Mortality

Mortality, Magic, & Chinese Virus

Mortality was much on the mind of St. Augustine. In The City of God, he exhibits skepticism that a world thoroughly free of death-dealing plague could ever be possible. The tenor of this old quatrain has an Augustinian ring: Doctor, Doctor, will I die? Yes, my child, and so shall I. Like the original wording of many eighteenth century nursery rhymes, the lines irritate modern ears. Twentieth century sensibilities revised it to suit a well-fed, housed, and vaccinated generation poised to dismiss dispiriting reminders of mortality. Continue Reading
Tomb in Arcadia. Illustration for manuscript by René d’Anjou (1457).

Without an ever-present sense of death life is insipid. You might as well live on the whites of eggs. —Inspector Mortimer, in Muriel Spark’s Memento Mori
What does our mania for bottled water have to do with memento mori? More than a little, I think. Stay with me, please, while I work this out. A bottle of one’s own is a token of our times. We are all hydrophiliacs now. It used to be that bottled water was the sensible alternative to tap in tourist meccas with precarious hygiene. Continue Reading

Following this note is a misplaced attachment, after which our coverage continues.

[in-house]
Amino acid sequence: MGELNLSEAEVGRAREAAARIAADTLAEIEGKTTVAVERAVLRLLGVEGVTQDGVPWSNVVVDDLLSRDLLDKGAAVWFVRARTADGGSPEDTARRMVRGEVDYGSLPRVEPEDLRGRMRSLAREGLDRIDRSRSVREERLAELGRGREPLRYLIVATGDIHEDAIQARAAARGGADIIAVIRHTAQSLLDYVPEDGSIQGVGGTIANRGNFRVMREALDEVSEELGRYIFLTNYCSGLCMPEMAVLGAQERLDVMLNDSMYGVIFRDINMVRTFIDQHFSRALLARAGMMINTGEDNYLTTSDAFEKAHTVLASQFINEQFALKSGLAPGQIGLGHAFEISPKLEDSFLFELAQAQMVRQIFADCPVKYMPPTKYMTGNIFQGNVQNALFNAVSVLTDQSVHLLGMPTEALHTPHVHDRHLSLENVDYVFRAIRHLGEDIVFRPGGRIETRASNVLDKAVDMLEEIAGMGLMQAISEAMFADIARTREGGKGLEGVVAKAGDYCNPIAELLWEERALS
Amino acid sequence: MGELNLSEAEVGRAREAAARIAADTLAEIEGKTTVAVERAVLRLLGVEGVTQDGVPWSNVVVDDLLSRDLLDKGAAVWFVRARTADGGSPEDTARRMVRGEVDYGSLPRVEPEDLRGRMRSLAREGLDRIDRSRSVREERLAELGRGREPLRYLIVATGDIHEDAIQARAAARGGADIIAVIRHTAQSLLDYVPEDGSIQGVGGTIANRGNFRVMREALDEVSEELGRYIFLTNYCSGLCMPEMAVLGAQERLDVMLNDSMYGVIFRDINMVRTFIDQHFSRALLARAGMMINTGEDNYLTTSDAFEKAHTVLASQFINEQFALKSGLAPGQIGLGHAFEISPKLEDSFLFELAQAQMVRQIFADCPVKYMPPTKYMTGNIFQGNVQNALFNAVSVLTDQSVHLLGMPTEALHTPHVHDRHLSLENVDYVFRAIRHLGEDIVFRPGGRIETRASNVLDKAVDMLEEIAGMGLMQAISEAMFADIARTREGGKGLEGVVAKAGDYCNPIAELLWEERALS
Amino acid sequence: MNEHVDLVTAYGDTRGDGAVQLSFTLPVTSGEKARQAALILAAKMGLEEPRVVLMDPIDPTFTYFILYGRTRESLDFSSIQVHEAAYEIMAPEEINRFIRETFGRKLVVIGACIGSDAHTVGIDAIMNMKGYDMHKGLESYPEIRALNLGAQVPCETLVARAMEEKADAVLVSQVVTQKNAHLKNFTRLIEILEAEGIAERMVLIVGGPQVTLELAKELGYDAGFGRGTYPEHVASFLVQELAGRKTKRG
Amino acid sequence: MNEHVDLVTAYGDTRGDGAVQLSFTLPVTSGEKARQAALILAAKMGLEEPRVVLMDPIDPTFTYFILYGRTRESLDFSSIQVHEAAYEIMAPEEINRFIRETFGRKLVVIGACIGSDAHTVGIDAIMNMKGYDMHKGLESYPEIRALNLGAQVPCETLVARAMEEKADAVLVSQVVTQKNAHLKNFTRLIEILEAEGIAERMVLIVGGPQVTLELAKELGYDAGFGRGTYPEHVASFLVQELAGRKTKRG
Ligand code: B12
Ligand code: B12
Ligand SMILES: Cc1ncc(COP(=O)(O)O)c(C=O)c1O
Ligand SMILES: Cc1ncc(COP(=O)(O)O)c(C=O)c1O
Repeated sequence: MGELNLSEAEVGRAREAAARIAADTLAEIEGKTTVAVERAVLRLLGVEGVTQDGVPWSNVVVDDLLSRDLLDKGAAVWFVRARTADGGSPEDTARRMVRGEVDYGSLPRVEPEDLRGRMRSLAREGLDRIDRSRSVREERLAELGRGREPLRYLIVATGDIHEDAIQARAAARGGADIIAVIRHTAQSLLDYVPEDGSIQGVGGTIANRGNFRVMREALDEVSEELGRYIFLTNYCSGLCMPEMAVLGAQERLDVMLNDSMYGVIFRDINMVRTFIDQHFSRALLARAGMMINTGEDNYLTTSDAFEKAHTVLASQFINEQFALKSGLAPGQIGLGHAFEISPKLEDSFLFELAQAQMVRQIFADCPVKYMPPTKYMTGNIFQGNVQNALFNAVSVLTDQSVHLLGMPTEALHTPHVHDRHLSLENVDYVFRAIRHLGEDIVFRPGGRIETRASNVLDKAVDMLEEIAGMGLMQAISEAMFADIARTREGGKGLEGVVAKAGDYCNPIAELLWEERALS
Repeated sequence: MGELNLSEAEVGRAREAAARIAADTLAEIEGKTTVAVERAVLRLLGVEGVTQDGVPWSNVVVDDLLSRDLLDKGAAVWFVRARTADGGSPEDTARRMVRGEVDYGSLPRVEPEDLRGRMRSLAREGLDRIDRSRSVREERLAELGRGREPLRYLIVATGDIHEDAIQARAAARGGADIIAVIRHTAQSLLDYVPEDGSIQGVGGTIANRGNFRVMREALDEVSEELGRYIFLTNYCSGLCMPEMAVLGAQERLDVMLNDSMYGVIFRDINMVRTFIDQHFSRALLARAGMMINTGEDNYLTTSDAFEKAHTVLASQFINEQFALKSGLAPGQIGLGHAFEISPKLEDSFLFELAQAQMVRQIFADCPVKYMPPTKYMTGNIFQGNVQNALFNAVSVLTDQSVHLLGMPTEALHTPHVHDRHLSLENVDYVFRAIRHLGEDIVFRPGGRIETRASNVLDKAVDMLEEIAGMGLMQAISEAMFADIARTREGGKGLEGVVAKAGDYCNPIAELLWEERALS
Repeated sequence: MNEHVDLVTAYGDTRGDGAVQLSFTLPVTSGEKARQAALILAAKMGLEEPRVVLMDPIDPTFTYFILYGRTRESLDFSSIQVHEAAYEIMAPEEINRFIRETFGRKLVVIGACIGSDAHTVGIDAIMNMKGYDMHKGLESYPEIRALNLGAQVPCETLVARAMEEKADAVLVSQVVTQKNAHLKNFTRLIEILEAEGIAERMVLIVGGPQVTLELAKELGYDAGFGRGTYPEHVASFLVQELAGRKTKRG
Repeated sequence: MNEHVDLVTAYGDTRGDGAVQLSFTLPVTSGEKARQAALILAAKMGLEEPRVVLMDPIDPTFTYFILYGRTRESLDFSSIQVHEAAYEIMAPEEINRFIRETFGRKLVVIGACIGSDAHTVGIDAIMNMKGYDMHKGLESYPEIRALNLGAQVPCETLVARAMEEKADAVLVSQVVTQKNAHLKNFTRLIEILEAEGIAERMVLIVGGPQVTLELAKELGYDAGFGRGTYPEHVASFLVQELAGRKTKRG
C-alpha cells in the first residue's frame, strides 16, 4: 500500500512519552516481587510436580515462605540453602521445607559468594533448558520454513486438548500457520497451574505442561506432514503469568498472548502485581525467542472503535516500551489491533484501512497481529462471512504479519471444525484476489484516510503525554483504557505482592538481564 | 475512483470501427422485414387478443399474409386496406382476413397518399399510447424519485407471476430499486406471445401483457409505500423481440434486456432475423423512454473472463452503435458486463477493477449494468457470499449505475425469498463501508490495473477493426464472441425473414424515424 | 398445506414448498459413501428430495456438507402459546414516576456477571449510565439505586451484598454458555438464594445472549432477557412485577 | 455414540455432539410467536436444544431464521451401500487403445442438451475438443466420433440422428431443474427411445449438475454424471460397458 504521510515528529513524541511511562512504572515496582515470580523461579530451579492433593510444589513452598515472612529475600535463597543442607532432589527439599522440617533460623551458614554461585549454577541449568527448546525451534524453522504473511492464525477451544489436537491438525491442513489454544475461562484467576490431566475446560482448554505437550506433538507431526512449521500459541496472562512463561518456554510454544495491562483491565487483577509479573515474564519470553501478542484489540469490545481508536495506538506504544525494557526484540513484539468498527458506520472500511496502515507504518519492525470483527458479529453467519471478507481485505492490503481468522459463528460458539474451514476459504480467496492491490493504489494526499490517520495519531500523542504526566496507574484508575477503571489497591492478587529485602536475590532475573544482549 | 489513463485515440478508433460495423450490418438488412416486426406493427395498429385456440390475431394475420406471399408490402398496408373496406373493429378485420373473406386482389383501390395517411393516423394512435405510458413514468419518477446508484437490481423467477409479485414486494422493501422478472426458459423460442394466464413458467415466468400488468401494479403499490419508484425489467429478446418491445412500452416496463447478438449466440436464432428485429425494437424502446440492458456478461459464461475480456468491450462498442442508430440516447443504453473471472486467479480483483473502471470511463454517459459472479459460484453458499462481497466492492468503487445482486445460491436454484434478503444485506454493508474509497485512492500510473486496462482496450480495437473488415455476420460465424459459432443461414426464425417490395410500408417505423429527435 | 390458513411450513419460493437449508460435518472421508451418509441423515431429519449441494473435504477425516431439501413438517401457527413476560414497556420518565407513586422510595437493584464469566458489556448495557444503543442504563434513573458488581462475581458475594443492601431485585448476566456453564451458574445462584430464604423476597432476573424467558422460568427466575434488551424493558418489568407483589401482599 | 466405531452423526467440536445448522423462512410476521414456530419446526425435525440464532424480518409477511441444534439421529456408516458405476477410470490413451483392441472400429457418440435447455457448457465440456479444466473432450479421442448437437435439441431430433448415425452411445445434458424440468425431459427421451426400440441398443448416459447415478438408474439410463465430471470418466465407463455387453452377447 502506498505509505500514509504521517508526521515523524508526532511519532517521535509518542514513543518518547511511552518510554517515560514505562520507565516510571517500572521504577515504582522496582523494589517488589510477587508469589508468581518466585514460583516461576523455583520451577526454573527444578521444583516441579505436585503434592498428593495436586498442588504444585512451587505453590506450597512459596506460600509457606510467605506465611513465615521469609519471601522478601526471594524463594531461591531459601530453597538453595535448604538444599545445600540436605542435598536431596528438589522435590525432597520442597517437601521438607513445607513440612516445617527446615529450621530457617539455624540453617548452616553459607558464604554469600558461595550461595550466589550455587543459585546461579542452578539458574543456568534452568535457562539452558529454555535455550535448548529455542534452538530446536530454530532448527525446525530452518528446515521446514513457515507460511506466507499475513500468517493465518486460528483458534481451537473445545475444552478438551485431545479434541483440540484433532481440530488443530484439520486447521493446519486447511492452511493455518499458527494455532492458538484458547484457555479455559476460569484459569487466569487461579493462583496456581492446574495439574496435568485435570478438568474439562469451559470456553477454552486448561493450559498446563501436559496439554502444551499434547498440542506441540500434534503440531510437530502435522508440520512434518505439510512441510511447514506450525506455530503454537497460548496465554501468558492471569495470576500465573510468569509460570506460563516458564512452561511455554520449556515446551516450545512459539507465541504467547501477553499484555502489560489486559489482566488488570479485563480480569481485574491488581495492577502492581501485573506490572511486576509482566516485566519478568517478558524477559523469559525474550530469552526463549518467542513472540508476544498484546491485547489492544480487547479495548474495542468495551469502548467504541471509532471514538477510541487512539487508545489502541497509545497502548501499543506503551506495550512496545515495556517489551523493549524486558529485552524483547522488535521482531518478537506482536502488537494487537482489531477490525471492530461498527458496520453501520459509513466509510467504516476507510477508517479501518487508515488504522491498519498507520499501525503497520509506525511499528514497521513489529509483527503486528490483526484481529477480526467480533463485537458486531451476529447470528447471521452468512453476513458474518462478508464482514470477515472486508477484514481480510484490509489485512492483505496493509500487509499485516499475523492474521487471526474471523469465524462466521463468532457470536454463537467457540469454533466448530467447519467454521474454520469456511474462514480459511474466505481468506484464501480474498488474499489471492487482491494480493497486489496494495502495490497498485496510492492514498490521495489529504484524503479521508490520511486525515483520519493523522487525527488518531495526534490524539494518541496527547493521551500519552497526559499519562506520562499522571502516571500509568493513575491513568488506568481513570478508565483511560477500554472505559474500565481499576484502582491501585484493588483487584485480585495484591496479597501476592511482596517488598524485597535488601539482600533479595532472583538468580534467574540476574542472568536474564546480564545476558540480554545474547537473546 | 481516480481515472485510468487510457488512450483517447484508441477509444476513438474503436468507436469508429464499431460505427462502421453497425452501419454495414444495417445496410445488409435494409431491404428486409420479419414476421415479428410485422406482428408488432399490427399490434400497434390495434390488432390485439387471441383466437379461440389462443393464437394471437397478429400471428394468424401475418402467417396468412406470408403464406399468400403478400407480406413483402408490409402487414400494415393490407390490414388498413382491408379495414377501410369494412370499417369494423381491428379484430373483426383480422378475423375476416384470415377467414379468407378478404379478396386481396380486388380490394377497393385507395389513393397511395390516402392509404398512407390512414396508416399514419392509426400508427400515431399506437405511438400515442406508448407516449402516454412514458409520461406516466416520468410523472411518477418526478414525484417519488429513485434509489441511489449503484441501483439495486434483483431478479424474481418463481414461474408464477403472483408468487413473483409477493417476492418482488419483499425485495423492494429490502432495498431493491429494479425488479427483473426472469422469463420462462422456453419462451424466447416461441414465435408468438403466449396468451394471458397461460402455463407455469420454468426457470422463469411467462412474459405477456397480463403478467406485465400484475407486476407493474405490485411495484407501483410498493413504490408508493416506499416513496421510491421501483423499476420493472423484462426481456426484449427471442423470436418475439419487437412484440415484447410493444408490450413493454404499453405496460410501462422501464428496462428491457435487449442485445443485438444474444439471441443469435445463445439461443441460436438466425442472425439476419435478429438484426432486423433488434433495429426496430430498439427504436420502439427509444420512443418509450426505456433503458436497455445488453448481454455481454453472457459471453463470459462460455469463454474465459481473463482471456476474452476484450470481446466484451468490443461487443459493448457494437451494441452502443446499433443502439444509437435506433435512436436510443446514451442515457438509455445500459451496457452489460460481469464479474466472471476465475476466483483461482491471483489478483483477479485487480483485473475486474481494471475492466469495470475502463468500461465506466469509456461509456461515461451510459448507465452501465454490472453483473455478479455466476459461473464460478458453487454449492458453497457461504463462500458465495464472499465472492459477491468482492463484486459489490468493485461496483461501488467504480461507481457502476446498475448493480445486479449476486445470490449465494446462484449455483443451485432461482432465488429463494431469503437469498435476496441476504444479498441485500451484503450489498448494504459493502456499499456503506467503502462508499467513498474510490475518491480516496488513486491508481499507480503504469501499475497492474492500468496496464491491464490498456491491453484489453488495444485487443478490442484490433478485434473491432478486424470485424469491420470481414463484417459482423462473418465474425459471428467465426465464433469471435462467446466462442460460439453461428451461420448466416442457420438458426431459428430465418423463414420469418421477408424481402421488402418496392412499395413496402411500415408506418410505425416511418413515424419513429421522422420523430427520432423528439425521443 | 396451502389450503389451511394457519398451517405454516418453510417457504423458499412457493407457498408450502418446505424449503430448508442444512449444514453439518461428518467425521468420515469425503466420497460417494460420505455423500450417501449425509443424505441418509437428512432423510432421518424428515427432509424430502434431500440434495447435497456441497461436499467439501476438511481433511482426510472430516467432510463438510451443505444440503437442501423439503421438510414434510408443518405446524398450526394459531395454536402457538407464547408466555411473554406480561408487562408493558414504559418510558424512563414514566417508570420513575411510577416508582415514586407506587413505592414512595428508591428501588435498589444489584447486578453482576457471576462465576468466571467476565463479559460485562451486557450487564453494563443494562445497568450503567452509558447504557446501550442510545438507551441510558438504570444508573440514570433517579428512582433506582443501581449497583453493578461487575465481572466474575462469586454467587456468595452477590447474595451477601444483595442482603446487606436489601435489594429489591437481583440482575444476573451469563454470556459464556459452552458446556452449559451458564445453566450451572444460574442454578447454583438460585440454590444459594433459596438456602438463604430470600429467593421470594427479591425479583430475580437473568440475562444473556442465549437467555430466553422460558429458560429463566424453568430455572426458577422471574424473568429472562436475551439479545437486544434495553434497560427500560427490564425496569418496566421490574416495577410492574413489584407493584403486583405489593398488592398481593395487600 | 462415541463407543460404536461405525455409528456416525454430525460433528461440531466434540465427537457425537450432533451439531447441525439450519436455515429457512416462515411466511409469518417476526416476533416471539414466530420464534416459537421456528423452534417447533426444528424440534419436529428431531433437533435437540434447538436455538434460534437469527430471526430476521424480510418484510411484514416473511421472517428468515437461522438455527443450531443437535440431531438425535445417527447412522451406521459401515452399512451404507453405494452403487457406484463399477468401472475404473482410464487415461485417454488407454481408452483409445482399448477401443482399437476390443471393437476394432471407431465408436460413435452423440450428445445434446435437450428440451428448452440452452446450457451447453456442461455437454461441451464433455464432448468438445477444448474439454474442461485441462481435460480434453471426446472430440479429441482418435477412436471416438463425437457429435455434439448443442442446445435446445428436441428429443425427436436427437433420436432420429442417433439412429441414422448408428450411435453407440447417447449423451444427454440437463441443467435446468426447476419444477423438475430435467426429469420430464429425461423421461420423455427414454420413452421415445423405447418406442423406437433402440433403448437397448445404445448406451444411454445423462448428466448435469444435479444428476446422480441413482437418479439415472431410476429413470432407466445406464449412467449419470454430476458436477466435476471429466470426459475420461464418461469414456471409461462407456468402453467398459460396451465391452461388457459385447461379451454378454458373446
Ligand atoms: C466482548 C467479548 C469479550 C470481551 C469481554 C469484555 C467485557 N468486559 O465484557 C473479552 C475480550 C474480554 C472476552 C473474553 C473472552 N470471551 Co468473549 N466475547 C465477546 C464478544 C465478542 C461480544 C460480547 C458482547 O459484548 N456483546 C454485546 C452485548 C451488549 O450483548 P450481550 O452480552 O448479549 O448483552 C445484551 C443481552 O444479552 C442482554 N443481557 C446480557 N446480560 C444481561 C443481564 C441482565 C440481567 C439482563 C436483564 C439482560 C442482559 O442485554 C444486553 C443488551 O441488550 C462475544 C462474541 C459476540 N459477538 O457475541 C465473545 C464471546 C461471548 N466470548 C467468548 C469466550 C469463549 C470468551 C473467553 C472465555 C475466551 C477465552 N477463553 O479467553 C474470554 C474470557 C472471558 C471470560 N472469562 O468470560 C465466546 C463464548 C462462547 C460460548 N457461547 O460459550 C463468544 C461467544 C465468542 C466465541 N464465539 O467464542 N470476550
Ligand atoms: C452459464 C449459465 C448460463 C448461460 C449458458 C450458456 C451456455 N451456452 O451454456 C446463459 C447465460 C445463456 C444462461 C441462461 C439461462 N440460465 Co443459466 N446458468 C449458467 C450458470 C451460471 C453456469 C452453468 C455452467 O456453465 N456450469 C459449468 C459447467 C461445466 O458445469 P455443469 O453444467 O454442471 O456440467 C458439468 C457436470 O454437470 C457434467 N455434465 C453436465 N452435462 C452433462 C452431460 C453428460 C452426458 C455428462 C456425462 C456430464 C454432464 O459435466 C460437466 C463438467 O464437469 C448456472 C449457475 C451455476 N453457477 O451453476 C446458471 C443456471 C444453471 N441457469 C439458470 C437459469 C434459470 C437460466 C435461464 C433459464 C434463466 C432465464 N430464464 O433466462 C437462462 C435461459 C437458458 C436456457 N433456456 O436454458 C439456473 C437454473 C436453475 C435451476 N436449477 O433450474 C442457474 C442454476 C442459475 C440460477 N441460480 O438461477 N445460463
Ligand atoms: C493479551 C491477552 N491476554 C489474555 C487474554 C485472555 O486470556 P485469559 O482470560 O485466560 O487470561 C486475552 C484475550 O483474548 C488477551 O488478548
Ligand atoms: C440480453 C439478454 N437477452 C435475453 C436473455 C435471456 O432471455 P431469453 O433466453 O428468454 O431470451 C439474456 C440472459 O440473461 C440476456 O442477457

Snapping turtle

Why did the snapping turtle cross the road? To lay eggs, of course. But you knew that. I had started the Subaru and was releasing the clutch before I saw a carapace big as my steering wheel in the rear view mirror. The town turtle was resting in the middle of the driveway, blocking me from backing up. Please do not mind if I talk turtle for a little while. It has been three years since I saw her last. It touched me to have a glimpse of her again yesterday. Continue Reading